In 2012, with help from the cardiac team at Sharp Memorial Hospital, William Boulter, then age 85, made a decision that would help extend his life expectancy. Due to severe aortic stenosis — when the heart’s aortic valve reduces blood flow from the heart to the body — he had breathing issues, which severely affected his quality of life.
Fortunately, Mr. Boulter met Dr. Raghava Gollapudi, a Sharp Community Medical Group interventional cardiologist affiliated with Sharp Memorial. Dr. Gollapudi has additional training in using catheters to treat cardiovascular issues. He examined Mr. Boulter and determined he was a good candidate for a transcatheter aortic valve replacement (TAVR).
“At the time, in 2012, the only other option for treating aortic stenosis was open-heart surgery, which can take up to three to six months for recovery,” says Dr. Gollapudi.
However, through the minimally invasive TAVR procedure, a small incision is made and a catheter is used to put in a valve replacement. Patients can benefit from a shorter hospital stay, as well as relief from symptoms, as the procedure helps to improve blood flow.
A new procedure offers a new lease on life
Mr. Boulter’s daughter Barbara, an intensive care unit nurse in North Carolina, initially wondered if he should get the TAVR procedure at a hospital closer to her. At the time, the TAVR procedure was a relatively new technology.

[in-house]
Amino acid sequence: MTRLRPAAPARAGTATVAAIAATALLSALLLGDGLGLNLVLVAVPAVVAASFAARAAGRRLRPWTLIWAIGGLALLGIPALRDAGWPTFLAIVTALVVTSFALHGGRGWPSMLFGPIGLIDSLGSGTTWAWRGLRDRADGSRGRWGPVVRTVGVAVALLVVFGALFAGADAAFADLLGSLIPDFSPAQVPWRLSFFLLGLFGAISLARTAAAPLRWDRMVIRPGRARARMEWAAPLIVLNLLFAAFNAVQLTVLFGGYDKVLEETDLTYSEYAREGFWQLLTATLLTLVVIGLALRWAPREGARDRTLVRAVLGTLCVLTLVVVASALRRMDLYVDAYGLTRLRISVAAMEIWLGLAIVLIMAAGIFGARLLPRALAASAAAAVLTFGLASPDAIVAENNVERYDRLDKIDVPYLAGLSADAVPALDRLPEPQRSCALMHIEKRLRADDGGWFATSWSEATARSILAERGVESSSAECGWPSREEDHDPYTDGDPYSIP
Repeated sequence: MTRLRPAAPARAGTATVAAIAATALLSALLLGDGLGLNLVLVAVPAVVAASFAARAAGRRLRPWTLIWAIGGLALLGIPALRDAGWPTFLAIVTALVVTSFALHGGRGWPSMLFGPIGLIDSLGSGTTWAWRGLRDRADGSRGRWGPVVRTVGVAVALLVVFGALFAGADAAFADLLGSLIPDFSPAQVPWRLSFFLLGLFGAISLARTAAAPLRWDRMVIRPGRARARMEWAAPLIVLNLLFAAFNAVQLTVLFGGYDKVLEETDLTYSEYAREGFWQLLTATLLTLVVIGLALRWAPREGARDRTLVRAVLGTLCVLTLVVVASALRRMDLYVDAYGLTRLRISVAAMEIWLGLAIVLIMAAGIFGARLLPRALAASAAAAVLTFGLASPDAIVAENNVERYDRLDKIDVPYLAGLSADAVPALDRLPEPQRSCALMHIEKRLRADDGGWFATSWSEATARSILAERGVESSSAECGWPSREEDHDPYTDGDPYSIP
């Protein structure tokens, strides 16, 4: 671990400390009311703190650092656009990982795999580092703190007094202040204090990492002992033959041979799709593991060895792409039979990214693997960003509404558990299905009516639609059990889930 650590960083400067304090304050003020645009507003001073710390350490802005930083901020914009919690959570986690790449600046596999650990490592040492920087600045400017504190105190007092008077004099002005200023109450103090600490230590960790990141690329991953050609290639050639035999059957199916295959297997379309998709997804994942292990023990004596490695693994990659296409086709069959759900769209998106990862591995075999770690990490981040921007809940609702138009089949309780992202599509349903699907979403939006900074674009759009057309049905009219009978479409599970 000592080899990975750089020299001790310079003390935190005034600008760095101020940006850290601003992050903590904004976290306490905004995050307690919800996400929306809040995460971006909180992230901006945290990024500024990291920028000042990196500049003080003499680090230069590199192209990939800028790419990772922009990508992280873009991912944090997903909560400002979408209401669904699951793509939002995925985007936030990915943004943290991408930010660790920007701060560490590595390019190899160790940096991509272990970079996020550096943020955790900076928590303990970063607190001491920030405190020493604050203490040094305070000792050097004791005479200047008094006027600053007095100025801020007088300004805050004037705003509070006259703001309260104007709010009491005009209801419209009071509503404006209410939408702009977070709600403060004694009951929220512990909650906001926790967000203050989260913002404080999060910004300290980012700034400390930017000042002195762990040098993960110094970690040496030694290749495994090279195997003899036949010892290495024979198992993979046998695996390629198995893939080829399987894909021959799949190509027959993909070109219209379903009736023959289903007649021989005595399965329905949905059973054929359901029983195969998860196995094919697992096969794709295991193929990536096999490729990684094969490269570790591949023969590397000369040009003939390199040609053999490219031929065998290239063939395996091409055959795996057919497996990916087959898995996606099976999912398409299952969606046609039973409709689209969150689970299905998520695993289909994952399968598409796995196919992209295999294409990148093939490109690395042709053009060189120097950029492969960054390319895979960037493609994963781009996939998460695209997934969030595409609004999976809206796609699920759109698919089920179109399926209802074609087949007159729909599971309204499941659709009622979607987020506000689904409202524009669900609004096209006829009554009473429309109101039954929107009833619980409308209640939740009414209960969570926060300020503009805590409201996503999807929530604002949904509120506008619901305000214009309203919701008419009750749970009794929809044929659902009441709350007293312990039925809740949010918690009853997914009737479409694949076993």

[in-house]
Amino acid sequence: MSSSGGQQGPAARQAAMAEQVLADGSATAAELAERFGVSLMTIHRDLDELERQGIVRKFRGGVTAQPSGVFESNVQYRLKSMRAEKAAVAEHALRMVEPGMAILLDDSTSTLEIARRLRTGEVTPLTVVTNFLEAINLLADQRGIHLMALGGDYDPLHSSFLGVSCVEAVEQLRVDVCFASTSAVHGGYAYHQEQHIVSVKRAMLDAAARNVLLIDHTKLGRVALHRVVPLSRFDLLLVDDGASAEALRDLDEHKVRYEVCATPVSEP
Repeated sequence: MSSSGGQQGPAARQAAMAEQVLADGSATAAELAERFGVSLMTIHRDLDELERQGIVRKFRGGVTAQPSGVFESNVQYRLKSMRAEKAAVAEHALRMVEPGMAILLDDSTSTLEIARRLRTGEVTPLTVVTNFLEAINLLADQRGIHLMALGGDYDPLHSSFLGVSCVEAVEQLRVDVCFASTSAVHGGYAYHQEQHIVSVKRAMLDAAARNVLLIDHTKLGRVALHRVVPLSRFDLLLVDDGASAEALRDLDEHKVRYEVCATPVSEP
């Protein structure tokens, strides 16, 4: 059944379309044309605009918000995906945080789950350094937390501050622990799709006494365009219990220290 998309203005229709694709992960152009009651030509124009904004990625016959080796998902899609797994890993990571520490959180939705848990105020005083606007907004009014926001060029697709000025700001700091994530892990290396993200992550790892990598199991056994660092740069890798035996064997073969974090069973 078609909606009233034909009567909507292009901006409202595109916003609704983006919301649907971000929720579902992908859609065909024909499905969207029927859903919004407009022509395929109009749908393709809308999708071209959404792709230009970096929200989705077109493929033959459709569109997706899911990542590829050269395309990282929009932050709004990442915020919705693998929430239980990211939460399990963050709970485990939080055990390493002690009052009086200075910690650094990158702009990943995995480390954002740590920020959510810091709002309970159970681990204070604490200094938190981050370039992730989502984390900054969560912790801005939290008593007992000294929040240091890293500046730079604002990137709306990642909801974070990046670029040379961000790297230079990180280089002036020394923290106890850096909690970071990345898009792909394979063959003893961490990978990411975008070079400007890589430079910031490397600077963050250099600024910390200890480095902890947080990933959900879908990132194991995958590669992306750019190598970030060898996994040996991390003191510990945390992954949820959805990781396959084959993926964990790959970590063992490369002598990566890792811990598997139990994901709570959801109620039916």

“I saw that my dad was in good hands at Sharp Memorial, though,” says Barbara. “He trusted its cardiac team.”
The team included Annette Contasti, RN, MSN, a heart failure nurse specialist at Sharp Memorial, who says Mr. Boulter was the 13th patient who received the TAVR procedure there. “Since then, we have performed over 900 cases,” she says.
In late 2012, Dr. Gollapudi performed the procedure with Dr. Robert Adamson, a Sharp Community Medical Group cardiothoracic surgeon affiliated with Sharp Memorial. With each passing month, Mr. Boulter’s health improved.
“I really appreciate the treatment I received and my Sharp care team took exceptional care of me,” says Mr. Boulter. “Annette was terrific with my follow-up and was truly a gem.”
Connections that last over the years — and miles
Two years later, Mr. Boulter attended a reception at Sharp Memorial to celebrate the completion of 100 TAVR procedures at the hospital. There, he spoke about his gratitude for Sharp and his improved quality of life.
“After that, I ended up moving to North Carolina in 2020, where I now live with my daughter,” he says. “I’m doing well, enjoying nature out here and spending time with family. Despite moving, I have kept in contact with Dr. Gollapudi and Annette over the years.”
Recently, Contasti visited Mr. Boulter and his daughter at their home, where they discussed how he is the longest living TAVR patient from Sharp Memorial. “Mr. Boulter will be celebrating his 96th birthday in November, which is remarkable,” says Contasti. “It was a big delight for me to stop by North Carolina while I was vacationing and visit him and Barbara.”
Dr. Gollapudi shares the same fondness that Contasti has for Mr. Boulter. “Working with Mr. Boulter was an absolute pleasure,” he says. “He has a great demeanor and attitude, and it is amazing knowing that TAVR helped him live 10 more years.”
For the news media: To talk with Dr. Gollapudi about this story, contact Erica Carlson, senior public relations specialist, at firstname.lastname@example.org.